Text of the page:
MLB Power Pros
2K Sports for Wii and
On the surface, this looks like a sports title for kids.
The players – caricatures of real-life pro stars – are drawn with no noses or ears (and only the occasional mouth). When a pitcher gets tired, he starts huffing and puffing.
Thing is, “MLB Power Pros” can be used as a true simulation, too. You can develop your own team, using real Major League players, teams, and stadiums. You can play an entire season or even start as a minor-league player – with a part-time job – and work your way up to the pros. The surprisingly deep season mode also lets you sign players and run practices.
On harder difficulty settings, you have to learn a variety of button combinations to control baserunners and to play defense, basically making the game as intricate as a traditional sim.
But “Pros” plays much faster than most “serious” baseball sims, and is a ton of fun to play.
This was almost like two games in one: an easy version everyone can appreciate and a more advanced mode with plenty for hardcore gamers to enjoy.
Top Spin 3
2K Sports for Xbox 360,
PlayStation 3, Wii
2K Sports didn't do tennis quite as well as it did baseball.
On the one hand, everything looks great. The graphics realistically render current tennis stars like Andy Roddick and Maria Sharapova and classic stars like Monica Seles and Boris Becker, or you can create your own player with a fairly deep array of customization choices. During play, you'll see your characters sweat and pick up grass and clay stains when they fall or dive for balls.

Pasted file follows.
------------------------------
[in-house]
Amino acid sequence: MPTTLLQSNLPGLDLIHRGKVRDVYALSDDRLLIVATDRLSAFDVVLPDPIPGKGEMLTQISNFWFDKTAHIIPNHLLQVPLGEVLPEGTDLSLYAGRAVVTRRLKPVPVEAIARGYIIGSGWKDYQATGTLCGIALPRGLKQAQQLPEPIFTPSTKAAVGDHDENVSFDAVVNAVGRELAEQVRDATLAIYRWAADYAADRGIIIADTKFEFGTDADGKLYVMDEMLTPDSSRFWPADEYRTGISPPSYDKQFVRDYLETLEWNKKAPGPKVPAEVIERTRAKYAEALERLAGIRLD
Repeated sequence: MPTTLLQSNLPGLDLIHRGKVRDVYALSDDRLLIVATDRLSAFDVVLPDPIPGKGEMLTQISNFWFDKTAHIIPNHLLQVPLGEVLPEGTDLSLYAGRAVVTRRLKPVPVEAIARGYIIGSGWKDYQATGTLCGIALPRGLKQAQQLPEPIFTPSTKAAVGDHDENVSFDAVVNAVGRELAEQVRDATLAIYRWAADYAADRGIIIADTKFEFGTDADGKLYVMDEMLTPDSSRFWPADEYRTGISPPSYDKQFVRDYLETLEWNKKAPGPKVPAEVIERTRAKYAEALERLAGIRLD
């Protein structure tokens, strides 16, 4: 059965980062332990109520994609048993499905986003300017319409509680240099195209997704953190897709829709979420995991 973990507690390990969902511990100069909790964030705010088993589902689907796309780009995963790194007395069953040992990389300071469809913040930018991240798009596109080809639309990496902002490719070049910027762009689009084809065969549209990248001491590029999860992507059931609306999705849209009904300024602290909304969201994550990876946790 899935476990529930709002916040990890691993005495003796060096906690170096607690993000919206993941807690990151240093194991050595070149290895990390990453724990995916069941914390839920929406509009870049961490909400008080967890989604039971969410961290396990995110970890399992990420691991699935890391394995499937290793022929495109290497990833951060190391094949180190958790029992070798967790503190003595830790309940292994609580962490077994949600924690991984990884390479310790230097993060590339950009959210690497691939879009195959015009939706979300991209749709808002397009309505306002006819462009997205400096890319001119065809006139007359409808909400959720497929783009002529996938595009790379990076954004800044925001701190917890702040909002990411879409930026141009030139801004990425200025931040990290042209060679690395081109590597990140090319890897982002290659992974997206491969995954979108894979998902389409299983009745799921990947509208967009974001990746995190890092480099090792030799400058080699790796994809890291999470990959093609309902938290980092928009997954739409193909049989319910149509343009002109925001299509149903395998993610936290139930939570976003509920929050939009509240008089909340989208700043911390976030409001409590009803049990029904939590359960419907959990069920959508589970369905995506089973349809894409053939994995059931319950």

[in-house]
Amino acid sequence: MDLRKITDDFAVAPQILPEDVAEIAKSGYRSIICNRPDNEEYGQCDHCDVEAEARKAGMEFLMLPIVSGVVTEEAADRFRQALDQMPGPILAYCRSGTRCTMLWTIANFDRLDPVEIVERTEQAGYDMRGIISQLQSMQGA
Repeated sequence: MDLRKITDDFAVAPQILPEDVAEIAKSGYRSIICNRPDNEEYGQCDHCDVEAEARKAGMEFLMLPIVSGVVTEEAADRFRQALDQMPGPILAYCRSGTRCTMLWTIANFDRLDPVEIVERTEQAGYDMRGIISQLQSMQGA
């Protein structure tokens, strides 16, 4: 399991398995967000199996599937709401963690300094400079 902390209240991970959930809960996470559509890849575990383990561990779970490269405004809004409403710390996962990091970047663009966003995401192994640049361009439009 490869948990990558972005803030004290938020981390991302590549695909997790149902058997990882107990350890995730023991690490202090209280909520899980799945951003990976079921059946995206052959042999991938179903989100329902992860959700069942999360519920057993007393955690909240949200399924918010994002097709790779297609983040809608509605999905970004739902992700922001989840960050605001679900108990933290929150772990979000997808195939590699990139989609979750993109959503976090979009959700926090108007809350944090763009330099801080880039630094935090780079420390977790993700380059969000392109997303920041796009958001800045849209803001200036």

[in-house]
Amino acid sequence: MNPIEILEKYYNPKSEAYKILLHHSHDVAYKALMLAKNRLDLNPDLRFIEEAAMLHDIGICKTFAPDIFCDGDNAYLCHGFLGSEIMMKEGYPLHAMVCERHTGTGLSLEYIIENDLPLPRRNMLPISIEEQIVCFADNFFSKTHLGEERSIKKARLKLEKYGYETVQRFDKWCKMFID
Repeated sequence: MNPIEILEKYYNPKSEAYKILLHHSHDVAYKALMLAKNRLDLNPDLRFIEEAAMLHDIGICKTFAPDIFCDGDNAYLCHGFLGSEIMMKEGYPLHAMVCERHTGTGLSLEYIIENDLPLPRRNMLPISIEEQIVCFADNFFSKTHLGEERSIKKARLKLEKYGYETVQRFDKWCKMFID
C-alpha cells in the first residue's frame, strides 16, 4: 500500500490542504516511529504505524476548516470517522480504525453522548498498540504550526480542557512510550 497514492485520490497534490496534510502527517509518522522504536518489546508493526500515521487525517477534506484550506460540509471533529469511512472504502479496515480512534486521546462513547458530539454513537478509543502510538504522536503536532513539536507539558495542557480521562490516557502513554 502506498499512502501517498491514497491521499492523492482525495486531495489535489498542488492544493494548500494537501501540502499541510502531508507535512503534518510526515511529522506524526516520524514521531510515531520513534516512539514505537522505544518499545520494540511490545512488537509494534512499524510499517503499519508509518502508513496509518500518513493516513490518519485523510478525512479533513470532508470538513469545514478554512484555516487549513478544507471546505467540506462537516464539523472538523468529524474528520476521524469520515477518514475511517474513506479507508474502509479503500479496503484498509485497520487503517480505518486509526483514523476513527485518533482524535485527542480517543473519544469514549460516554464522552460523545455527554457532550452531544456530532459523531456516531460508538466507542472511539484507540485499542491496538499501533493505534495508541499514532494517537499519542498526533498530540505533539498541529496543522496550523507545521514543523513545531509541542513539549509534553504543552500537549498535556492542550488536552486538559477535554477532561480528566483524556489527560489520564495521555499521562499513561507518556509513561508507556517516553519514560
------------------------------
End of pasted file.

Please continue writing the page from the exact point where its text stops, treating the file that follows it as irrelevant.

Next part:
However, the gameplay itself could be a little easier to pick up. The learning curve is extremely steep, and requires a great deal of patience.
If you practice and learn how to position yourself just so for certain shots, you'll do fine. But I wonder how many gamers are going to put in the time to really get good.
D3 for Nintendo DS
This update of a classic '90s video game (that I'd never heard of) is one very intense experience. It's probably too difficult for many gamers.
Basically, it's a “destroy-all-enemies” shooter. It's got 160 levels, some of which are puzzle-based, all of which are open from the get-go. You can also design your own levels.
Enemies come at you from everywhere; it's like “Space Invaders” on steroids. This game actually made my palms sweat. There's also plenty of tongue-in-cheek humor. For instance, when you die, the game laughs at you. And you die a lot.
If you want a challenge, try this one. And let me know if you master it.
Langston Wertz Jr.: 704-358-5133; email@example.com.
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